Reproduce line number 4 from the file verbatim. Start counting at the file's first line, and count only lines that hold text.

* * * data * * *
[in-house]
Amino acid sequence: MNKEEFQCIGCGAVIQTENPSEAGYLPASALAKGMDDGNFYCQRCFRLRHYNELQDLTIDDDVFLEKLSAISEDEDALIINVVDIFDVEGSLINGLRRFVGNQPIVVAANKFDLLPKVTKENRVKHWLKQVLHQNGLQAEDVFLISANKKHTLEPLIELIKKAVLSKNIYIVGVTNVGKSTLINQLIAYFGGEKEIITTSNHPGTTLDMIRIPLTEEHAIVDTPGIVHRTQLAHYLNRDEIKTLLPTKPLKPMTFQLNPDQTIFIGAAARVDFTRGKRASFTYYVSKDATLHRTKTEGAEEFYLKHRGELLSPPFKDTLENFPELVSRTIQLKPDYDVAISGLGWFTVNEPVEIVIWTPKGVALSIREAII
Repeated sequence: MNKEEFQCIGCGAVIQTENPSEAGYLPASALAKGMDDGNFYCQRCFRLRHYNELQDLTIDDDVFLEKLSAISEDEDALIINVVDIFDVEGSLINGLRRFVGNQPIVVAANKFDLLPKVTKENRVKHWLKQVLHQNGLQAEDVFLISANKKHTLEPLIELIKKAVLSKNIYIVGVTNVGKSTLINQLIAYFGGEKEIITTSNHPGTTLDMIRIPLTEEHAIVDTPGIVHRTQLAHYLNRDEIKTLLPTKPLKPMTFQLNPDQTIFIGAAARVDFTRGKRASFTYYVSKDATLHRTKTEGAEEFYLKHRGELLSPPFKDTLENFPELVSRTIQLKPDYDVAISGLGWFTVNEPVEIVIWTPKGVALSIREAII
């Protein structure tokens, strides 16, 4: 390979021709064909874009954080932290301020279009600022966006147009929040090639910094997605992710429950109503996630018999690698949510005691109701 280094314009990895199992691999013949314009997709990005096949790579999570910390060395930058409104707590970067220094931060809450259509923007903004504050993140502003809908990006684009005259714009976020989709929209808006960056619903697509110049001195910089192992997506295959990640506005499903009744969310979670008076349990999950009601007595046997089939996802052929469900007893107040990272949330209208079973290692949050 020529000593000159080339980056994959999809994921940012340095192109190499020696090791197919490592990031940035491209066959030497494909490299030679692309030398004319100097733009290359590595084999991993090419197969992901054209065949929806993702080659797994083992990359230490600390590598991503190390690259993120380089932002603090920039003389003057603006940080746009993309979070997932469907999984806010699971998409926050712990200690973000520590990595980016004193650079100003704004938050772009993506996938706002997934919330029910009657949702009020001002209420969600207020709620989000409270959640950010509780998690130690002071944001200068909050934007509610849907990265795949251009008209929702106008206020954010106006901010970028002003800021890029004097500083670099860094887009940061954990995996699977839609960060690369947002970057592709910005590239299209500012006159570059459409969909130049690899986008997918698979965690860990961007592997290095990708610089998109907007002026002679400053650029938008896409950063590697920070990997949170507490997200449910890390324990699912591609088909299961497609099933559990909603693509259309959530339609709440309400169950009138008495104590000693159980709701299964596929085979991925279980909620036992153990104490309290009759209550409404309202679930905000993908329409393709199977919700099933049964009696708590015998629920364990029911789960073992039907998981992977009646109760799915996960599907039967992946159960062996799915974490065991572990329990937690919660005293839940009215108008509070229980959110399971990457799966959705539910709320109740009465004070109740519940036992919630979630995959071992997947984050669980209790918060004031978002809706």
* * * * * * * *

């Protein structure tokens, strides 16, 4: 390979021709064909874009954080932290301020279009600022966006147009929040090639910094997605992710429950109503996630018999690698949510005691109701 280094314009990895199992691999013949314009997709990005096949790579999570910390060395930058409104707590970067220094931060809450259509923007903004504050993140502003809908990006684009005259714009976020989709929209808006960056619903697509110049001195910089192992997506295959990640506005499903009744969310979670008076349990999950009601007595046997089939996802052929469900007893107040990272949330209208079973290692949050 020529000593000159080339980056994959999809994921940012340095192109190499020696090791197919490592990031940035491209066959030497494909490299030679692309030398004319100097733009290359590595084999991993090419197969992901054209065949929806993702080659797994083992990359230490600390590598991503190390690259993120380089932002603090920039003389003057603006940080746009993309979070997932469907999984806010699971998409926050712990200690973000520590990595980016004193650079100003704004938050772009993506996938706002997934919330029910009657949702009020001002209420969600207020709620989000409270959640950010509780998690130690002071944001200068909050934007509610849907990265795949251009008209929702106008206020954010106006901010970028002003800021890029004097500083670099860094887009940061954990995996699977839609960060690369947002970057592709910005590239299209500012006159570059459409969909130049690899986008997918698979965690860990961007592997290095990708610089998109907007002026002679400053650029938008896409950063590697920070990997949170507490997200449910890390324990699912591609088909299961497609099933559990909603693509259309959530339609709440309400169950009138008495104590000693159980709701299964596929085979991925279980909620036992153990104490309290009759209550409404309202679930905000993908329409393709199977919700099933049964009696708590015998629920364990029911789960073992039907998981992977009646109760799915996960599907039967992946159960062996799915974490065991572990329990937690919660005293839940009215108008509070229980959110399971990457799966959705539910709320109740009465004070109740519940036992919630979630995959071992997947984050669980209790918060004031978002809706």